- For a wireless-to-wireless transfer, the porting process should take approximately two and a half hours from the time the porting request is made of the old carrier. The FCC has not mandated a specific time frame for the wireless-to-wireless porting process. Two and a half hours is the time frame agreed upon by the wireless industry, and the FCC encourages carriers to use that time frame.
- A wireline-to-wireless port will probably take longer to complete, and could take several days. Before porting between wireline and wireless phones, consumers should ask their new service provider how long the process will take.
The Transition Period
The FCC warns there will be a transition period in which you will have two numbers when you port from wireline to a wireless number. The agency recommends users to ask if you will continue to use your current wireline number during the transfer process, however long it takes.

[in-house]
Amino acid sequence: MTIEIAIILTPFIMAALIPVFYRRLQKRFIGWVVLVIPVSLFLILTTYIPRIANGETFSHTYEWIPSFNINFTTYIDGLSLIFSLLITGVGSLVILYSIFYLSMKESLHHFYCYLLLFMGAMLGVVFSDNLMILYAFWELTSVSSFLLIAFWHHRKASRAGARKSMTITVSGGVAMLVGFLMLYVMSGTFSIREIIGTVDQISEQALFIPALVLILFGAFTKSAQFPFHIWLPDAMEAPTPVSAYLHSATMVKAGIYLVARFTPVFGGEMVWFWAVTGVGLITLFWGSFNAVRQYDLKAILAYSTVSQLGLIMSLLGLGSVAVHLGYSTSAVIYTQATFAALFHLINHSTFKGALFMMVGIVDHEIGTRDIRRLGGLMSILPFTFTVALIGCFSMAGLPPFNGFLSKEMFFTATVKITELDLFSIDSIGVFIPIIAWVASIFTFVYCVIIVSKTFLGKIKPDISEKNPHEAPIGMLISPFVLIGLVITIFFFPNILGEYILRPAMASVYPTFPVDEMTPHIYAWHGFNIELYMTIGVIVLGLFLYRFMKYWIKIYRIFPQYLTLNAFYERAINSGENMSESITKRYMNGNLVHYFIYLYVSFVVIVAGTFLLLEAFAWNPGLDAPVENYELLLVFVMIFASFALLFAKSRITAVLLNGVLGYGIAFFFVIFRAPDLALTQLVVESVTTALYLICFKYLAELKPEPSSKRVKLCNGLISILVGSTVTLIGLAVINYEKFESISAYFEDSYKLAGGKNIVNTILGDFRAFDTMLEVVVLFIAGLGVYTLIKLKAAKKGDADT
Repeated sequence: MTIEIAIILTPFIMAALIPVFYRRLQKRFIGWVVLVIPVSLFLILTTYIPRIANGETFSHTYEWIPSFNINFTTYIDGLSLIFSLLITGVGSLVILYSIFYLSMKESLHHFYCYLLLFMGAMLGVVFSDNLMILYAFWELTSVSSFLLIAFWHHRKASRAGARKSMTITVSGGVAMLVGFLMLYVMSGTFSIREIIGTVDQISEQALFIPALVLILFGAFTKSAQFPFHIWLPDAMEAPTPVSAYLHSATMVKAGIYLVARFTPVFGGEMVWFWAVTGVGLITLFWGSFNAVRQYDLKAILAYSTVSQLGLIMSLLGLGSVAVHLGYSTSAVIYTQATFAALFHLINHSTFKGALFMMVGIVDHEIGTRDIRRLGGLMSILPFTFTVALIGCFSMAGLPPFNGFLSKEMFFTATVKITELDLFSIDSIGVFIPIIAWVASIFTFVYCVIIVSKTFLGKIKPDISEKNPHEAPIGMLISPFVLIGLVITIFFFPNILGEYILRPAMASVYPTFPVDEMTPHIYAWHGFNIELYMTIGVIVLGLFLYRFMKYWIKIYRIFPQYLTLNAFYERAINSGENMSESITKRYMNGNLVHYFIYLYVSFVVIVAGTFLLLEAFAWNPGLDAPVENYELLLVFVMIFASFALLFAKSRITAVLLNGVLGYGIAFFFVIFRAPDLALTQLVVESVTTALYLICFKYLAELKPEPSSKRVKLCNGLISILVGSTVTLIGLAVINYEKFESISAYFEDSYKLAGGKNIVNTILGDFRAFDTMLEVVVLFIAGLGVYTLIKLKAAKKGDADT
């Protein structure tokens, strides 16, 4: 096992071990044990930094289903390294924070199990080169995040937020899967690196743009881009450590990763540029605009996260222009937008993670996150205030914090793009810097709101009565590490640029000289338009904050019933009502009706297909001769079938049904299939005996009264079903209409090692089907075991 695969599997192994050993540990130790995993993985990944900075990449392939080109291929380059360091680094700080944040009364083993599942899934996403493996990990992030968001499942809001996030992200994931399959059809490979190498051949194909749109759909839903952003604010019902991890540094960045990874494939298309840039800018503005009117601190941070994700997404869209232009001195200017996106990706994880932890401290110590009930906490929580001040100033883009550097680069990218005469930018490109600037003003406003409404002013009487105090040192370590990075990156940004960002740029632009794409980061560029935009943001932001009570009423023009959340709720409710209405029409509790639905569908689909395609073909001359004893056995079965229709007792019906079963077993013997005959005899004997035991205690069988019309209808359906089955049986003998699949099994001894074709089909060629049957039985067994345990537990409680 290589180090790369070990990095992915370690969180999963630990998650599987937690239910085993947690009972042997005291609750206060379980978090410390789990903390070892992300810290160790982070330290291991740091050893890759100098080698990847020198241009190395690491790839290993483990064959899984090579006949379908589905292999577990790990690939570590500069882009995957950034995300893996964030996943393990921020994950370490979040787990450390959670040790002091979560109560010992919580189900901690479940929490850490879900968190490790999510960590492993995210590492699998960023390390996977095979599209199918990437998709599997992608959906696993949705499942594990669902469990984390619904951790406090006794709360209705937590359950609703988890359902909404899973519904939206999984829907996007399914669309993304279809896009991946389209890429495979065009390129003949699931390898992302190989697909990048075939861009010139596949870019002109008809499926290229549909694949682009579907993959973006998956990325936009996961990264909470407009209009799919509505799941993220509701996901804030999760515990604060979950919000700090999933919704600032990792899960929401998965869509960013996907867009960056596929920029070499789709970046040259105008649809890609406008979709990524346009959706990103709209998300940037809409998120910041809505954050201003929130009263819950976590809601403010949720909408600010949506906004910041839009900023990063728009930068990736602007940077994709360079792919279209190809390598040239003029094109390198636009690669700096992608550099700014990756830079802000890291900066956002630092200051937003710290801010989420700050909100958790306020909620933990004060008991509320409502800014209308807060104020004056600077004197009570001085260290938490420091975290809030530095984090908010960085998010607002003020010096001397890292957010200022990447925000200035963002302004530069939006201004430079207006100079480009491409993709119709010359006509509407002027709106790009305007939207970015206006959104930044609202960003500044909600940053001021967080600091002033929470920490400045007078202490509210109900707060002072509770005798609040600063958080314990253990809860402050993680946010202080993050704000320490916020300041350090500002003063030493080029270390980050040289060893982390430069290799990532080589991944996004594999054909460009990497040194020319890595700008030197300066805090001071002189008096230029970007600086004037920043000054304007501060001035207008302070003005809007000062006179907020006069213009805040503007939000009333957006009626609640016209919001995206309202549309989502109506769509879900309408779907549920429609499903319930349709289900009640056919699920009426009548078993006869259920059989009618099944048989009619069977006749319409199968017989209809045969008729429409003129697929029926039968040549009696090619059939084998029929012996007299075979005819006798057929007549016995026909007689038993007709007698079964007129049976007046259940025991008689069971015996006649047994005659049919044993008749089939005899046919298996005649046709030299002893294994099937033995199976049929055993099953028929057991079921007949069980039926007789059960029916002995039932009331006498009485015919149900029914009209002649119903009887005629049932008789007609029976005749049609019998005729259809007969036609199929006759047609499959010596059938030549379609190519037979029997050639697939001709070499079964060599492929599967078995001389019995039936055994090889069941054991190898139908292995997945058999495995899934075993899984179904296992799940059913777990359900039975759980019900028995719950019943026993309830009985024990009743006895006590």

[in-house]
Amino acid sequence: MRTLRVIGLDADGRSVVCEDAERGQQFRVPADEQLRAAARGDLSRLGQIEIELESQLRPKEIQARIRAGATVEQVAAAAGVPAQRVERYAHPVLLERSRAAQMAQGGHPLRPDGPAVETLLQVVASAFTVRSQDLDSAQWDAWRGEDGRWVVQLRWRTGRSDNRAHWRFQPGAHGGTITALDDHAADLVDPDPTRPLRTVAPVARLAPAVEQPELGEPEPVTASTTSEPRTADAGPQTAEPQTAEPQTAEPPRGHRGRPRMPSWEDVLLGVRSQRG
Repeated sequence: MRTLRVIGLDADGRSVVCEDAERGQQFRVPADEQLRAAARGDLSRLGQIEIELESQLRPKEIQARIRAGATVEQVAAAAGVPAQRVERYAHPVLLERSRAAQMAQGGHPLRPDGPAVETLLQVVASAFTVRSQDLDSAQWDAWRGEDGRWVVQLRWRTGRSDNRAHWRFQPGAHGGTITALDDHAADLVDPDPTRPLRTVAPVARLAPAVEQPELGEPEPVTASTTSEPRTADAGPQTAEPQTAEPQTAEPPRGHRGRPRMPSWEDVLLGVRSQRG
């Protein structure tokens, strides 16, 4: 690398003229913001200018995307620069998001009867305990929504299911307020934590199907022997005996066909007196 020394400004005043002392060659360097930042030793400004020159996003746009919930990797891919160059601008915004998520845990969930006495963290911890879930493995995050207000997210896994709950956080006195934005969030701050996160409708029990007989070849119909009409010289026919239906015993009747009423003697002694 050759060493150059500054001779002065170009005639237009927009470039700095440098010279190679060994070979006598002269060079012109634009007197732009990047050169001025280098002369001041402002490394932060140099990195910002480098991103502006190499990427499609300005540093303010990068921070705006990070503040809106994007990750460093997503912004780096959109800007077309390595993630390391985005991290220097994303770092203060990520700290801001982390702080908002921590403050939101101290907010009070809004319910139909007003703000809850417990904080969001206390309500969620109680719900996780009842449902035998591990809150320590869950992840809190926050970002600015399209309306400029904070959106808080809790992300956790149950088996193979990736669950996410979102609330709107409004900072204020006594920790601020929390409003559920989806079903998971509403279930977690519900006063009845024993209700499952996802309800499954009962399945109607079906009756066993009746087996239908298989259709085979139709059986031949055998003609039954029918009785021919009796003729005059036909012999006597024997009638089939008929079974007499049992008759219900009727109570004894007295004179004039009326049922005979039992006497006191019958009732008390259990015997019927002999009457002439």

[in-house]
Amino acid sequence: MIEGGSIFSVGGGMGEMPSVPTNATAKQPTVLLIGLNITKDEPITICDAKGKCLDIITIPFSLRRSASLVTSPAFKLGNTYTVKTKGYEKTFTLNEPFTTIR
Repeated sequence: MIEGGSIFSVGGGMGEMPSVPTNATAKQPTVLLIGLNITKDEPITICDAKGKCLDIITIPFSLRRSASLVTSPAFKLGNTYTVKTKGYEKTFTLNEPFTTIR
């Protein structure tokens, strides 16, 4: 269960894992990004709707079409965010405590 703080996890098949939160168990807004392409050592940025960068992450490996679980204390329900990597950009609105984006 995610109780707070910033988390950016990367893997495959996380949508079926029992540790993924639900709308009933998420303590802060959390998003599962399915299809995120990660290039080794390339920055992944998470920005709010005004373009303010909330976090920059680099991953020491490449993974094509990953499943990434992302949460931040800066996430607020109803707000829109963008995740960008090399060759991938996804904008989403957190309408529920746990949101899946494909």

This is important because wireless 911 location and call back services can be affected during the transition. The FCC wants you to ask your new company if your 911 service will be affected during the process.
Another service that will be impacted during the transition period is long distance service. Your landline or wireline long distance company is not going to move with you, so make sure your new company has a plan you can live with.
You Can’t Always Port Your Number
The FCC says it is not always possible to port your number to a new geographic area when you change providers.
Also, some rural areas require you to contact your state public utilities commission for further information.